Remember that Trent hadn't filled his elk tag as of the morning of the last day. And Dirk and I had to hike back to the trucks and drive around the mountain to pick everyone else up. Well, we made it to the butcher (spoiler alert) about an hour before dark that last evening, and as we were driving back to camp, we remembered that we had a Stealth Cam set up on my elk carcass. This is when the thought that should have crossed our minds 4 day earlier actually crossed our minds. The reality of the situation was this: it was going to be dark (or very close to dark) and we had to hike into the carcass to get the camera. The camera was in a depression surrounded by 10-12 foot tall willows. Visibility in the daylight was 20 feet at best. Compounding the location of the camera was the fact that the carcass was on the backside of a small ridge, which meant we had to crest the ridge before we could see - and hear - down into the depression where the camera was located. And we would be less than 20 feet from the carcass before we could see over the ridge!
There was a lot of nervous laughter from Donnie and John as we drove as fast as we could to the trailhead where we would be parking the truck. We managed to work up a pretty solid game plan for the camera retrieval. I had a canister of bear spray. Donnie had a canister of bear spray in one hand, and a sidearm in the other. John had 2 video cameras to document the action. We made sure everyone understood that the sidearm would be the last-resort option, and I was in the primary position (i.e., in front) to utilize the bear spray to protect John (AKA the cameraman).
We hiked quickly, but also stopped often to make noise and to listen. Ravens were making a lot of noise, which made it hard to hear anything else - like flesh being torn from a carcass, or bones being snapped by the powerful jaws of a grizzly bear, etc. We stopped about 100 feet from the carcass and listened. It was now really quiet, and I could hear Donnie and John's heart beat! OK, mine might have been beating louder than normal as well. We talked in loud voices as we rehearsed what we were going to do, and recapped what our plan would be if things went badly.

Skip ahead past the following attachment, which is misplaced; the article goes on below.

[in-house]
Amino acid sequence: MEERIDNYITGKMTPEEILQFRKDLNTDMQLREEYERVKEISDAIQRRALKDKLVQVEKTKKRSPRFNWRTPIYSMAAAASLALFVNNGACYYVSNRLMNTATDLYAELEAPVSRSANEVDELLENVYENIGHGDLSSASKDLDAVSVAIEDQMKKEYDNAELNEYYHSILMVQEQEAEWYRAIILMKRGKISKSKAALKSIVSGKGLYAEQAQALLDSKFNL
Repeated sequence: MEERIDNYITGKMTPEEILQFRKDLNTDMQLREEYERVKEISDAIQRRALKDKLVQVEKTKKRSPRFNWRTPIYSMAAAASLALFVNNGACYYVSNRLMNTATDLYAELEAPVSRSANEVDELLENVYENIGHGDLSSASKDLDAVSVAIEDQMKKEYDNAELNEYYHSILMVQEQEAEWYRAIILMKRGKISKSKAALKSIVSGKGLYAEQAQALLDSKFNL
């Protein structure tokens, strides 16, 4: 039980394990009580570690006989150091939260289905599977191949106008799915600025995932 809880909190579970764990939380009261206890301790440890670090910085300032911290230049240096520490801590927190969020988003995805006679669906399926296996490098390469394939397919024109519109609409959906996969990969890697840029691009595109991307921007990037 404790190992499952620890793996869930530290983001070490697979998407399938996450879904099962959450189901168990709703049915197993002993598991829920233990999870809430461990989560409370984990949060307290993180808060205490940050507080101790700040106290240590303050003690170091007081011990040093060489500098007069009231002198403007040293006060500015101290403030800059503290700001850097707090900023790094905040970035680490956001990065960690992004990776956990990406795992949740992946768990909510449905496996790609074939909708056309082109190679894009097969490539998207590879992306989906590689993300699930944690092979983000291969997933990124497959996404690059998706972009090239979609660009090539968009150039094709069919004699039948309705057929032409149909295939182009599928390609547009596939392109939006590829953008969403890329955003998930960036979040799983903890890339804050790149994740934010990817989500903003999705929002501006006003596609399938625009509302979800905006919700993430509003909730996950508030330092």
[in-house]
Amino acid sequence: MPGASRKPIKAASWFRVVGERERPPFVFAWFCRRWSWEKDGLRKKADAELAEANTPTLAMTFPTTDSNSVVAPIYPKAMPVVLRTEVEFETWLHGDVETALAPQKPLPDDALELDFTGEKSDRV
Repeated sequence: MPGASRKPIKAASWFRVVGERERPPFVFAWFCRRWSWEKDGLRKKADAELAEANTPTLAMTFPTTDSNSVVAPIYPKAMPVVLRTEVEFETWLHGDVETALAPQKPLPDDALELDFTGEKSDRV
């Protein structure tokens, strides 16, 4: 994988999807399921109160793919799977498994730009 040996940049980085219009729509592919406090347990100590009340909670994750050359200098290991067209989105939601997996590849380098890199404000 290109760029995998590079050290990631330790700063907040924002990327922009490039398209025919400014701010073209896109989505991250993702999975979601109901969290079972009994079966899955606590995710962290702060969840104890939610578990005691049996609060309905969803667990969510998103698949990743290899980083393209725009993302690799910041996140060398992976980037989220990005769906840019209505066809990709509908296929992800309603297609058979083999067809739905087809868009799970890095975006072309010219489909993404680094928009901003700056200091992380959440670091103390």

This is where I need to add that we fully understood the stupidity of what we were doing. For some reason, this scenario hadn't entered our minds previously, but as we stood in the near-darkness just 100 feet from a hidden carcass in the heart of a heavily-populated grizzly bear area, every sense was on full alert. We crept toward the ridge. Our plan was to stop about 5 feet before cresting the ridge and listen intently. We didn't want to make noise at that point, just in case it might surprise a bear. If we heard anything unusual, we would back out to where we could see better and make noise. We made it to the point where we had decided to stop and listen, and that's when the action started...
I'm not sure if John or Donnie screamed first, or if we all just turned to run as branches began crashing 10 feet in front of us, but as I turned to run I pointed the bear spray at the black object crashing through the willows directly in front of us, literally just 10 feet away. I don't know if I consciously meant to discharge the bear spray, or if it was a function of the muscles in my body tightening and constricting my fingers around the bear spray trigger, but it went off - pointed in the right direction, I might add.
Well, the black object rising up out of the willows turned out to not be a grizzly bear. And based on the change in direction of our attacker, I think it's safe to say that bear spray works well on turkey vultures also! :-) After John and Donnie got the tears and runny-noses under control, we managed to have a good laugh. Evidently, the over-spray from bear spray is still fairly potent, and John and Donnie were downwind of my position... :-)
We made it back to camp with the Stealth Cam, and all 6 of us were rolling on the ground in laughter as we retold the story. However, the biggest laughs came as we scrolled through the trail camera videos and found this one. This is Donnie and I walking up to retrieve the camera from the carcass, just seconds after the exciting turkey vulture incident:
So, there you have it! The Top 5 Stealth Cam captures from our 2017 Elk Season.
Leave a comment below and let me know which one you liked best, and I'll randomly select a winner from the comments to receive a free Stealth Cam trail camera!